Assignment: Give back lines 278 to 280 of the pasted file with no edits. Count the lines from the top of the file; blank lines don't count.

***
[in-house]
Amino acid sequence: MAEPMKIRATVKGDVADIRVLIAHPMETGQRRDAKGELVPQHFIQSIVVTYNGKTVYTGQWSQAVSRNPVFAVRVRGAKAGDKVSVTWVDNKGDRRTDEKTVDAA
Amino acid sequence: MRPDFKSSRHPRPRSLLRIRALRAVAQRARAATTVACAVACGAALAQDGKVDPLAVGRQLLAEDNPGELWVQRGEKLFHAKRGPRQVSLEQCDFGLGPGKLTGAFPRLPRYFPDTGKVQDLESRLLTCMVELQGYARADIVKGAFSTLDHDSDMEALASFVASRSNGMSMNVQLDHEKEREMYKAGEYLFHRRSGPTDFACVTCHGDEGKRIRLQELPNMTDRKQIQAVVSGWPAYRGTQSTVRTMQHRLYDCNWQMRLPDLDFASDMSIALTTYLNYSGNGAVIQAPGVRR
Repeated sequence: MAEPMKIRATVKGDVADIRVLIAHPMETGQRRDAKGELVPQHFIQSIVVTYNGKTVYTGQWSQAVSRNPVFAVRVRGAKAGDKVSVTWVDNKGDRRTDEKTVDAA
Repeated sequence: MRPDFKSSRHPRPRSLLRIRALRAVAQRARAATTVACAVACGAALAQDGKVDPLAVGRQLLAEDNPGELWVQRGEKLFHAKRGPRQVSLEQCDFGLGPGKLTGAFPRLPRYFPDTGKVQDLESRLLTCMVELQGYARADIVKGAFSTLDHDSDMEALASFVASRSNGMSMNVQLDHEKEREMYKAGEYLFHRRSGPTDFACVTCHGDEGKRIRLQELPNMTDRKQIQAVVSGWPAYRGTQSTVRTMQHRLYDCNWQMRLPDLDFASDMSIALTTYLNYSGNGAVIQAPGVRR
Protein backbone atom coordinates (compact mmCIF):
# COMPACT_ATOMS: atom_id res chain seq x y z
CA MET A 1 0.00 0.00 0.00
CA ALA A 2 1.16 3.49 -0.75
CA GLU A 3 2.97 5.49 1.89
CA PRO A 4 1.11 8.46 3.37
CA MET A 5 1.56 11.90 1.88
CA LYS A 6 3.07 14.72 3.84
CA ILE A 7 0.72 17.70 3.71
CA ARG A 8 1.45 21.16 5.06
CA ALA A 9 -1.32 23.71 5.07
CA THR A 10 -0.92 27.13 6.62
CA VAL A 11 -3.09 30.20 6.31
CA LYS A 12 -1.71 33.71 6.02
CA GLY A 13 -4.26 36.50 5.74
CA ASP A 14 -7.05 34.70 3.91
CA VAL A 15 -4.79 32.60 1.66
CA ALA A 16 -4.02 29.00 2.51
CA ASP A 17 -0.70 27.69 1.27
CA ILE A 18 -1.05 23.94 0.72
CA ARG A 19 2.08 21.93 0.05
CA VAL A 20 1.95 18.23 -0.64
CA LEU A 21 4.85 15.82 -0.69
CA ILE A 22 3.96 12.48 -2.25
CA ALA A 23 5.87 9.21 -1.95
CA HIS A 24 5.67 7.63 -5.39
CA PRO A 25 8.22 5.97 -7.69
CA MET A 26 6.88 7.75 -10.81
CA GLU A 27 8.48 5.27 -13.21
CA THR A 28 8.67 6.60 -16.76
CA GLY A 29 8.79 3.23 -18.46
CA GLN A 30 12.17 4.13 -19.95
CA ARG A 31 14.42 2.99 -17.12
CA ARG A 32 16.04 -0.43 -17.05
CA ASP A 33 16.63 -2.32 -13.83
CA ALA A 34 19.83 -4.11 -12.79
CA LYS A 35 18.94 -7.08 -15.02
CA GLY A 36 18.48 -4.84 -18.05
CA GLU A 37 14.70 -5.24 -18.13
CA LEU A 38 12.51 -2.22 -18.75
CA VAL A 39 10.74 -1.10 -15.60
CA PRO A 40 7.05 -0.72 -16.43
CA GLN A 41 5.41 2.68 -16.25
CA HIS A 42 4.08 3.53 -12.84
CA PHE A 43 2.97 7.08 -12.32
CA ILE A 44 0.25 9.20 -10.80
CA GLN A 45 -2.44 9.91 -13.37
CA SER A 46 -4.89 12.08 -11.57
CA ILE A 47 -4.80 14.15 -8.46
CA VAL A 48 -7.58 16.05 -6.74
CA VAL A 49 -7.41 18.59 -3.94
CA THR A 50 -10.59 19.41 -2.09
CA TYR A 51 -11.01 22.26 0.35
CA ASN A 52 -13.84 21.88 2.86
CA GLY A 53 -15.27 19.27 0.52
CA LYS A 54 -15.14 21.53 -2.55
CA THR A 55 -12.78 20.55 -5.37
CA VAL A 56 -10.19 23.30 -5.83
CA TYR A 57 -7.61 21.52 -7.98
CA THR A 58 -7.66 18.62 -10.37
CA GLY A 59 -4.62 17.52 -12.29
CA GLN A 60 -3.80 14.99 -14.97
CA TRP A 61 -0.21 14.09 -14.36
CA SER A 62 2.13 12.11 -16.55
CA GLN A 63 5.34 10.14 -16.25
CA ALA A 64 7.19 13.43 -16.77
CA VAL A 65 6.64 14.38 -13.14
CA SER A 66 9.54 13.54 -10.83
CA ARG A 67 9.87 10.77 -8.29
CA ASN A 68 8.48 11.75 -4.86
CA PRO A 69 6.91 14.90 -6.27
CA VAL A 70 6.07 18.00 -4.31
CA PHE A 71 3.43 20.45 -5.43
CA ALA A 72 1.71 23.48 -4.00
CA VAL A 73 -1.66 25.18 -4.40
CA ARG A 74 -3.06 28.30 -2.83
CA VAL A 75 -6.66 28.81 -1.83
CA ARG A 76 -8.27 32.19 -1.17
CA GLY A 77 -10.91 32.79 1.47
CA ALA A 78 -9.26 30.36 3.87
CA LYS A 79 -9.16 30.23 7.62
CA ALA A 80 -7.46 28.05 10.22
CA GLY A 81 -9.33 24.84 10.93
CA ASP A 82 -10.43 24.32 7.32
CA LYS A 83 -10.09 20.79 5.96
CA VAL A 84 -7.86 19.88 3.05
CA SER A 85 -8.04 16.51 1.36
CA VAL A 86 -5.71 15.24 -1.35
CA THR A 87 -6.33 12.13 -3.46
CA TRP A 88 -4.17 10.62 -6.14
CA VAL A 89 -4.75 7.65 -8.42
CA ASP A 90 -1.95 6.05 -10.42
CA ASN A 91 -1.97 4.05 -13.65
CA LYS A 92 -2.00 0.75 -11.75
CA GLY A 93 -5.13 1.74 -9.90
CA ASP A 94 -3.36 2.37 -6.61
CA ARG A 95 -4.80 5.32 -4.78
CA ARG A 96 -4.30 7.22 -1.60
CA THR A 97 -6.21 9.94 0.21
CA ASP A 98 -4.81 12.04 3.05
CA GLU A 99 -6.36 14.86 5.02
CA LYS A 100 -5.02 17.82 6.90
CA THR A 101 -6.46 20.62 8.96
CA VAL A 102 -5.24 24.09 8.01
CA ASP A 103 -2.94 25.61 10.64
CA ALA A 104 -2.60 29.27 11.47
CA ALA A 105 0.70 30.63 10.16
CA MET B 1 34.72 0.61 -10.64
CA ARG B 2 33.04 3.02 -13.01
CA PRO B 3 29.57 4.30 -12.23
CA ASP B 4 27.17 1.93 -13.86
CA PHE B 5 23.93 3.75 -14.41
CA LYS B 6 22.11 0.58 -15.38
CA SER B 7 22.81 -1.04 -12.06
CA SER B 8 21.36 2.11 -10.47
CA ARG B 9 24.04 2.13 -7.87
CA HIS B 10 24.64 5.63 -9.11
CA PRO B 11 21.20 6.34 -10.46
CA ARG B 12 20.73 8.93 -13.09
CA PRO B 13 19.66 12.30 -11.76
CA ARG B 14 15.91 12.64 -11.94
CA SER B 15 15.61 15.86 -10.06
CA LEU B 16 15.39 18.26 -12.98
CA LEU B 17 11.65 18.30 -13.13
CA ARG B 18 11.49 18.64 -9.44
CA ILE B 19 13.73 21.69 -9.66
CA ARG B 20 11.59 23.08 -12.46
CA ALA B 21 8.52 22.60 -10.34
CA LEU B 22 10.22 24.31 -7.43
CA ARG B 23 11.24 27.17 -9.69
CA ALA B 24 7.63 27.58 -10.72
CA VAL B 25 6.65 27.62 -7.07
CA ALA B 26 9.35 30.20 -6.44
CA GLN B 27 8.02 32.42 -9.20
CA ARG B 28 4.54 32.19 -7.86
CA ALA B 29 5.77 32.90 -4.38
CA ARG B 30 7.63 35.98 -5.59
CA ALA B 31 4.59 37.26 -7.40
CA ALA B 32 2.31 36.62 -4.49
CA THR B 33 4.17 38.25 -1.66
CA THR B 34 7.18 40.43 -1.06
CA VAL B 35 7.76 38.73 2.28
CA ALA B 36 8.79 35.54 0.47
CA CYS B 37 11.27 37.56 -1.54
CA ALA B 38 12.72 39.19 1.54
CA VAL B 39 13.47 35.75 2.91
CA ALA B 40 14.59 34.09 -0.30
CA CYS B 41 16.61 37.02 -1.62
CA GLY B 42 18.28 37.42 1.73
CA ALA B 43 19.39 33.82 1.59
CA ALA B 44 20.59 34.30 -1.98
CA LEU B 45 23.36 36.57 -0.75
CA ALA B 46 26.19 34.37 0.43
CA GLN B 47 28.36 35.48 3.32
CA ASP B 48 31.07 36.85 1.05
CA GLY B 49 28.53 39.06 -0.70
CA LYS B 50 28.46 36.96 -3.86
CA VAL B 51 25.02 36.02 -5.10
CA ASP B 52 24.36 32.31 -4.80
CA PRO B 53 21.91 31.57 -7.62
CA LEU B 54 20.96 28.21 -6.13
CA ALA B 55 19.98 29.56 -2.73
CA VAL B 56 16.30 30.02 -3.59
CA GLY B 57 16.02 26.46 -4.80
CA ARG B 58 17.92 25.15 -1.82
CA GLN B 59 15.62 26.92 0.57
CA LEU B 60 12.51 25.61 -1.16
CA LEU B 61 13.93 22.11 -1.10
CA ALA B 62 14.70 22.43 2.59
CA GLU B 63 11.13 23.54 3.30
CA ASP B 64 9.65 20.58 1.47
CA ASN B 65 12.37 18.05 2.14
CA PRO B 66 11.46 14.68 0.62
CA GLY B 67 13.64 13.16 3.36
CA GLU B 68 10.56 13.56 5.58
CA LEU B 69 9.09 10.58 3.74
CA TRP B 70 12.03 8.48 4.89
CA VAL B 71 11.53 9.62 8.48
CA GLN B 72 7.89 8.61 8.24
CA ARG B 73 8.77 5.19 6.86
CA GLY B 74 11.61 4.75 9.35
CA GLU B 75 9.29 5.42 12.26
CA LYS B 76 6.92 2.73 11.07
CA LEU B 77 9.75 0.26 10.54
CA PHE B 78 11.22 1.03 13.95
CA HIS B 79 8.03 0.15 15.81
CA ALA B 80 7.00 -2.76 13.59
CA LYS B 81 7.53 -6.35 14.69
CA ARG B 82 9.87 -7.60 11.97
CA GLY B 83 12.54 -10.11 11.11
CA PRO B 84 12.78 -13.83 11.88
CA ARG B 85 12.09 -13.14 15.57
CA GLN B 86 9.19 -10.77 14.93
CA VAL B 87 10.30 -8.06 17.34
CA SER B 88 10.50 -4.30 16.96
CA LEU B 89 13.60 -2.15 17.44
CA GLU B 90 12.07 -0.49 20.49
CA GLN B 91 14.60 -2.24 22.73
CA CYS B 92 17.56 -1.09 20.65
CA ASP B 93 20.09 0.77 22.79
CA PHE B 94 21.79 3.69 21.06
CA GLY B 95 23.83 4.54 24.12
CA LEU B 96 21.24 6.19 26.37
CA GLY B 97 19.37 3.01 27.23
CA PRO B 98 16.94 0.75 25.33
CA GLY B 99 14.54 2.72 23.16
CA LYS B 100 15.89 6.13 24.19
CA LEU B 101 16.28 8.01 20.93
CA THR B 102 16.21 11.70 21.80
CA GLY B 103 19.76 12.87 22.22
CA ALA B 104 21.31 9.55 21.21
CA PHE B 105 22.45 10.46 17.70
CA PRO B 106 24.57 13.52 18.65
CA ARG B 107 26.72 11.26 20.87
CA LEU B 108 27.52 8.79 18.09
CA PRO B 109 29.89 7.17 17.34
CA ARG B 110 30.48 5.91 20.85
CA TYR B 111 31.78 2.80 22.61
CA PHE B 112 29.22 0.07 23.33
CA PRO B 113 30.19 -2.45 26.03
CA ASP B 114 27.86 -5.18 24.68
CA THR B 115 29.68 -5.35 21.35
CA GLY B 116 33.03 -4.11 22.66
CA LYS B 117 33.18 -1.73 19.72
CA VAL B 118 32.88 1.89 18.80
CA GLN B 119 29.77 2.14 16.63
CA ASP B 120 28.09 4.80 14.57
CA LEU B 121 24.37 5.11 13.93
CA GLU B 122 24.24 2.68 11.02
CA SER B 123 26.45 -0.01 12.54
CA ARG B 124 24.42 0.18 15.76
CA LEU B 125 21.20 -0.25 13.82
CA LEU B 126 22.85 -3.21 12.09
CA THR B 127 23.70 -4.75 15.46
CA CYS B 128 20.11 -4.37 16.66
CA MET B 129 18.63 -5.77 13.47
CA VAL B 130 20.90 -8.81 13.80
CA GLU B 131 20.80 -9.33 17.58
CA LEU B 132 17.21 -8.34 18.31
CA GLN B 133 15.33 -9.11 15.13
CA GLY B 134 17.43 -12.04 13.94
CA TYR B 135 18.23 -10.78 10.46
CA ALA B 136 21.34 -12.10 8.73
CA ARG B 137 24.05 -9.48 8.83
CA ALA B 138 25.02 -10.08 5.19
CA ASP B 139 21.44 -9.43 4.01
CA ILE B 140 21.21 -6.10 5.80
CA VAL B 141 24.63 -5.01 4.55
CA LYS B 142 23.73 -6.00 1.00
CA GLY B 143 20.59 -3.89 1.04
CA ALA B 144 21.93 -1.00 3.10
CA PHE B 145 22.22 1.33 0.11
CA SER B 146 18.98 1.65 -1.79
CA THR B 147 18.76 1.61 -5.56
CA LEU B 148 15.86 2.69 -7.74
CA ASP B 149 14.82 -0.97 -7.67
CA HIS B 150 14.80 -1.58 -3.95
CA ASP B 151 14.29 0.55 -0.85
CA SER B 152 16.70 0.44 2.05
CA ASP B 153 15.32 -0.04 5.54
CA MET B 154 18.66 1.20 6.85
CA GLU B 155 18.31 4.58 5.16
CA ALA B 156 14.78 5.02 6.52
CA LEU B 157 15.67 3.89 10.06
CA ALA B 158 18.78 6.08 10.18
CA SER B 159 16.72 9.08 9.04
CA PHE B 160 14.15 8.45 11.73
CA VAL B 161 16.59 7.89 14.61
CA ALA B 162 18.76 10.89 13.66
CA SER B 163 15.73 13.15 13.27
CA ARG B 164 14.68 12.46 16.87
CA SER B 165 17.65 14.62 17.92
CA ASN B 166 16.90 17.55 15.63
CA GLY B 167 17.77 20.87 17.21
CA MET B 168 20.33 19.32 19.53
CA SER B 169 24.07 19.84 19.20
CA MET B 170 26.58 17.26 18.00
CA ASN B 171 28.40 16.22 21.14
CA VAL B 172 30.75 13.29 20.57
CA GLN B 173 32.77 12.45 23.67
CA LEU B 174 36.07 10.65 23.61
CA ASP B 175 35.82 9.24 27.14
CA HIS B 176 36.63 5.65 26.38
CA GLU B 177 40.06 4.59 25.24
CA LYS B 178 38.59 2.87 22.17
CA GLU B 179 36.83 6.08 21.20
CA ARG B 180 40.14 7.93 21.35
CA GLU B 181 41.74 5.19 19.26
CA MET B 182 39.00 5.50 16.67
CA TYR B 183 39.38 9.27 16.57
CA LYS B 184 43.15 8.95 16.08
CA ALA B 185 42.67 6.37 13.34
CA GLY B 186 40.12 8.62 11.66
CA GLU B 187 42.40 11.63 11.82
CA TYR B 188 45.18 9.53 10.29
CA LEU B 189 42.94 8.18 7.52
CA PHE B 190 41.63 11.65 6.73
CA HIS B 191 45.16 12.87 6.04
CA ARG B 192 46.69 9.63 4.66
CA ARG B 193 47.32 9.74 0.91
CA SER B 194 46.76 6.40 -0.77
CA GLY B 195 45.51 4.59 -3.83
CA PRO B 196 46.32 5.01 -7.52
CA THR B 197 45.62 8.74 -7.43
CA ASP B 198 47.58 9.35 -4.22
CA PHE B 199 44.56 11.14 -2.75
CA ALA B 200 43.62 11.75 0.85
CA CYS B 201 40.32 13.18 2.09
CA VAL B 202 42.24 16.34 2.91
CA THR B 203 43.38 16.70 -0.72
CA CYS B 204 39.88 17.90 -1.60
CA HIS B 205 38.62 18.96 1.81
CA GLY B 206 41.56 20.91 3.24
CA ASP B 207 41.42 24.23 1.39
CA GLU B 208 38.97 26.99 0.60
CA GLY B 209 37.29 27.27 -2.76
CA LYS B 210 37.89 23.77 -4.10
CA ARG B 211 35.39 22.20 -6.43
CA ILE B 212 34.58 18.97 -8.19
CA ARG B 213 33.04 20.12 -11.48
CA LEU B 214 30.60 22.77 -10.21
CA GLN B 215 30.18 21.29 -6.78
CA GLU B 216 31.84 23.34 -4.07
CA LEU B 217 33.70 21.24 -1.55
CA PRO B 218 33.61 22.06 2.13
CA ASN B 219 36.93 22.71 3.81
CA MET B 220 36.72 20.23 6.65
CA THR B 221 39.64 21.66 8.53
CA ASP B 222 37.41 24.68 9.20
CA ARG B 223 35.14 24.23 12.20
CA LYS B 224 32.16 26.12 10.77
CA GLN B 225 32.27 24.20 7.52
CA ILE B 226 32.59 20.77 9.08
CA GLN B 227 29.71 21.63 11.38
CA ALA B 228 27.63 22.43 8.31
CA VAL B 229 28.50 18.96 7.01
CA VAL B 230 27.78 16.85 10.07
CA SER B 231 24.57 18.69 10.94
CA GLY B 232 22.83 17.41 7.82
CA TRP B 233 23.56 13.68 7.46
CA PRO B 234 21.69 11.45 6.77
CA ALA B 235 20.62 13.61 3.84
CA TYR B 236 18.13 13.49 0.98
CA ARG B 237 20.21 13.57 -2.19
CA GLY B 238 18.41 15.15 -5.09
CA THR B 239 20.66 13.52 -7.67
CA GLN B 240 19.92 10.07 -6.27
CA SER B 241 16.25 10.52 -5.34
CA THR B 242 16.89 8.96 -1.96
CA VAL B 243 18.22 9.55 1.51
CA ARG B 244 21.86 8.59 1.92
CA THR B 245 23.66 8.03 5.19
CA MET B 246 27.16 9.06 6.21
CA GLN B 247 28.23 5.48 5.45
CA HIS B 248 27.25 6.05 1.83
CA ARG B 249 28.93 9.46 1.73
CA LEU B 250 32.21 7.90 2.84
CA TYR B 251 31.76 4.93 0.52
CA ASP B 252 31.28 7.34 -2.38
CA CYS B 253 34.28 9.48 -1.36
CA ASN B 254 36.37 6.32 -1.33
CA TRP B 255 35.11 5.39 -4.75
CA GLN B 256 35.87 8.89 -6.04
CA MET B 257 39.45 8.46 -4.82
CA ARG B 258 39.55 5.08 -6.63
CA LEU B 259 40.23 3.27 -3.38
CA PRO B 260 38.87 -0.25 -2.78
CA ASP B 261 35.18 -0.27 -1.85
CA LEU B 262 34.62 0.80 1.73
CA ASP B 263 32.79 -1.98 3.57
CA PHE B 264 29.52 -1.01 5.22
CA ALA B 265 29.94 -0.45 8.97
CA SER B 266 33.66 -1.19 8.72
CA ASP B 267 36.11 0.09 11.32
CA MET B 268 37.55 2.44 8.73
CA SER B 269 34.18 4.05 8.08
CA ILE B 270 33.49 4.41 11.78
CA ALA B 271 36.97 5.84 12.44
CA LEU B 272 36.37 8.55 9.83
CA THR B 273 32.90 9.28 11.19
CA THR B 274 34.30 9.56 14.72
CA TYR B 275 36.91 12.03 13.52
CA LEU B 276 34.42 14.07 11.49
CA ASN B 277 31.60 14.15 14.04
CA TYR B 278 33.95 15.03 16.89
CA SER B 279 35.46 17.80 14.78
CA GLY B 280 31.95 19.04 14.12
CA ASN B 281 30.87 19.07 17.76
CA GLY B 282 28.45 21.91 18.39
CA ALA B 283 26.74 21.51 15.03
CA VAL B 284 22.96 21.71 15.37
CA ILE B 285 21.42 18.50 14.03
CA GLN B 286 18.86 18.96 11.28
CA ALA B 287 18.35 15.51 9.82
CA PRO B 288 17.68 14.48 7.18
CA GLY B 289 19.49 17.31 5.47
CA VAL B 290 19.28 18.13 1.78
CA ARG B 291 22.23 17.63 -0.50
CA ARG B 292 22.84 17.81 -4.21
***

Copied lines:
CA ASN B 166 16.90 17.55 15.63
CA GLY B 167 17.77 20.87 17.21
CA MET B 168 20.33 19.32 19.53